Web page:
One Way to Get Past Writer’s Block

Back in the days when I had to write poems every week, I came up with some “tricks.” I am revisiting one of my favorite ways to cut through writer’s block, and will share my technique with you.

You will need need: various books, a brain, paper, and pen. Or you could use your computer in lieu of paper and pen.

Gather an odd number of random books. I am selecting five. Don’t have books? Use whatever written materials you have on hand (takeout menus, cereal boxes, phone book, magazine that fell behind the sofa, etc.). 

I am selecting books whose titles are written in ALL CAPS — there’s no reason for this. I just want a quick, random selection.

I chose:

  • A World on Fire: Britain’s Crucial Role in the American Civil War
  • Stealing God’s Thunder: Benjamin Franklin’s Lightning Rod and the Invention of America
  • Genome: The Autobiography of a Species in 23 Chapters
  • The Complete Poems of Hart Crane
  • Hellhound on His Trail: The Electrifying Account of the Largest Manhunt in American History

I  write down a phrase or sentence from page 125 (page number I randomly selected) of each book:

  • But why not cut out the middleman?
  • Key West
  • America’s first museum of fossils and paleontological curiosities, including mastodon relics
  • He could not support President Johnson for reelection
  • The forlorn figure walked up and down the platform, poking his head into each train carriage

And I keep going, picking random phrases from each book, until I’m happy with my selections.

I edit, cut, paste, add, subtract, play around with this word salad until I am happy.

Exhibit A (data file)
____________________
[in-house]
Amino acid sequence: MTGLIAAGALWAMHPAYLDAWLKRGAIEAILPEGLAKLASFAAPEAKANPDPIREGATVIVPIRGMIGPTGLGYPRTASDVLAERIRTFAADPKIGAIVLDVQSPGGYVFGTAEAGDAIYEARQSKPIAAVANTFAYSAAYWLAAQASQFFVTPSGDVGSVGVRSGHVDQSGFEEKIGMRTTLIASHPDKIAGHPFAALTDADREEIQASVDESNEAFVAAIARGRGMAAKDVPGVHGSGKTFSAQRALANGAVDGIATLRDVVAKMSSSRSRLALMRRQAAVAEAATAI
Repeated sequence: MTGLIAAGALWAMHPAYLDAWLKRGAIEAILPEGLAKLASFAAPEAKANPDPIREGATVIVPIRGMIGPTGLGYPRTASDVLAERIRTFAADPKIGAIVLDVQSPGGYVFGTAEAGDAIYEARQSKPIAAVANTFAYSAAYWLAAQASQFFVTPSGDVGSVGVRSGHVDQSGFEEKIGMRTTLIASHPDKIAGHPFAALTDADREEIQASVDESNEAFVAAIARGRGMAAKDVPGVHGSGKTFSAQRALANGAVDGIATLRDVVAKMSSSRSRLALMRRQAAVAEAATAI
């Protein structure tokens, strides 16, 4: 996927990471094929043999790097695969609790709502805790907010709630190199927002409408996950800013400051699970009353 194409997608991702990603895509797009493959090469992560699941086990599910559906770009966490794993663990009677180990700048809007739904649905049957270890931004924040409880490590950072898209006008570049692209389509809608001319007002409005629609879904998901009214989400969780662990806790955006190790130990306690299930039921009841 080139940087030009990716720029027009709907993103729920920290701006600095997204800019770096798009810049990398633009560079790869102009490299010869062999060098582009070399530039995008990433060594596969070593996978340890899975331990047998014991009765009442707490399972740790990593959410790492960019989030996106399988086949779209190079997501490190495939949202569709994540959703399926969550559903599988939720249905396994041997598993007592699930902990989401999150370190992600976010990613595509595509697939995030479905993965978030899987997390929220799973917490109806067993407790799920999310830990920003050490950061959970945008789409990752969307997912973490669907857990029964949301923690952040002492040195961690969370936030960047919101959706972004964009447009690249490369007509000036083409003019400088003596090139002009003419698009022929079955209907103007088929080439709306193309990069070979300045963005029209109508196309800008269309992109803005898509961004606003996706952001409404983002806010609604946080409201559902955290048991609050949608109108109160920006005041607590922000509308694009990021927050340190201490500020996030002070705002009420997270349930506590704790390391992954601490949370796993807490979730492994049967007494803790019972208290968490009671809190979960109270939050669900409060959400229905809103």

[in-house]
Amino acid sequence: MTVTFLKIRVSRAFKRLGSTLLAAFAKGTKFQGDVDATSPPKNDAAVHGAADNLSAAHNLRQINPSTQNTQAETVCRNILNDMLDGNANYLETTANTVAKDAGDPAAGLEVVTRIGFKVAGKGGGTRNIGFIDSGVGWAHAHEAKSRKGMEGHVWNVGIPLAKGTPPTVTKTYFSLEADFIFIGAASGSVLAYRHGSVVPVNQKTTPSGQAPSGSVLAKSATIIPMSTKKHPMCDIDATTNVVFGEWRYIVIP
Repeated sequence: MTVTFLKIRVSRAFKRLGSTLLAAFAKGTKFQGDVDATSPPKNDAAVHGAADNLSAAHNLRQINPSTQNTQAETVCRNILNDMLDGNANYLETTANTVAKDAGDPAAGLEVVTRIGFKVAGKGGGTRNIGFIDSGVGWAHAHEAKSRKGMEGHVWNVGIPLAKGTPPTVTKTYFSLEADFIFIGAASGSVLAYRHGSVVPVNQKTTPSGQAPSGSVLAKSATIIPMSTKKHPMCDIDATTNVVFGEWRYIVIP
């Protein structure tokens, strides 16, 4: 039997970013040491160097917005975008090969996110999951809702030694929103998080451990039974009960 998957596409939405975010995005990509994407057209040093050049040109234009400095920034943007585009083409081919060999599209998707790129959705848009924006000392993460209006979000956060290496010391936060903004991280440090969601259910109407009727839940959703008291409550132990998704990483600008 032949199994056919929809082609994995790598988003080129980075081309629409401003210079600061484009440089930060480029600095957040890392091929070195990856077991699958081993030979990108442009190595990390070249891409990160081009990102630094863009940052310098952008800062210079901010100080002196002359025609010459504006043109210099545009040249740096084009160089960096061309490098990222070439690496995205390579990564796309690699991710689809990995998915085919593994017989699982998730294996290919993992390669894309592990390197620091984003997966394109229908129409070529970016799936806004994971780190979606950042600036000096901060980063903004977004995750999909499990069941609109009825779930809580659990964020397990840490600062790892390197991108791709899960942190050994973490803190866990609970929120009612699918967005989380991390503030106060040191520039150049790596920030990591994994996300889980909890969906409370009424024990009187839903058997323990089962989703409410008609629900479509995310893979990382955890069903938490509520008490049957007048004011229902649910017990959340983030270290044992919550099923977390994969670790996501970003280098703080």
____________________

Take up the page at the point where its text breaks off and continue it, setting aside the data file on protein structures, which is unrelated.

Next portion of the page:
I come up with:

He had to act.

Altering the laws of nature?

He could not.

His forlorn figure

abandoned on enemy ground

walked up and down the platform 

poked his head into each train carriage.

He had to act.

Swiftly.

The museum:

fossils 

paleontological curiosities

mastodon relics.

The long voyage

to the island:

Key West.

The odd way the blood got there.

“Did they betray me?”

He had to act

to ensure his survival.

This may or may not end up a poem or the beginning of a short story or scene. It is something to work with. I have the shape of some kind of narrative and a glance at a character(s). Less than an hour ago, I had absolutely nothing, an empty brain. 

This technique is not original to me; it’s a combination of a lot of little writing tricks I picked up over the years. Hopefully, it may be of use to someone else. 

This post was inspired by today’s Daily Prompt: Teach Your (Bloggers) Well.

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3 thoughts on “One Way to Get Past Writer’s Block

  1. Pingback: Daily Prompt: Teach Your (Bloggers) Well | Chronicles of an Anglo Swiss

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